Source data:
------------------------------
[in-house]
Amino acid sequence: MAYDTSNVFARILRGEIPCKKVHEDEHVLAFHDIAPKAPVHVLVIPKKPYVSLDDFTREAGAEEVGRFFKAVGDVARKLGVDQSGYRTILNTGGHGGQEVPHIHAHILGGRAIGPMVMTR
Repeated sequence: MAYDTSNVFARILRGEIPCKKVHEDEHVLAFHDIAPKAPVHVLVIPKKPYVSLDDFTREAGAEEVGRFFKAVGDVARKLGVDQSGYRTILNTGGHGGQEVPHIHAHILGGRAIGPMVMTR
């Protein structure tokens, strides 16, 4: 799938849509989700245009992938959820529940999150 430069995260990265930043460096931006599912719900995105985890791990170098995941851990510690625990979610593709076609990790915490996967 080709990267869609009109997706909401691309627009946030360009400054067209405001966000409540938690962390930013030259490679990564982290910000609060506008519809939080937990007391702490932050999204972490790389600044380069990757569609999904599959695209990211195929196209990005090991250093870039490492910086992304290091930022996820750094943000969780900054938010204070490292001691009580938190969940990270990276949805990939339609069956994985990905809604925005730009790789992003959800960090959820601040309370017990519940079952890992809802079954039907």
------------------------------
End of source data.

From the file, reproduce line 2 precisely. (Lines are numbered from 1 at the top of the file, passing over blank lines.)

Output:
Amino acid sequence: MAYDTSNVFARILRGEIPCKKVHEDEHVLAFHDIAPKAPVHVLVIPKKPYVSLDDFTREAGAEEVGRFFKAVGDVARKLGVDQSGYRTILNTGGHGGQEVPHIHAHILGGRAIGPMVMTR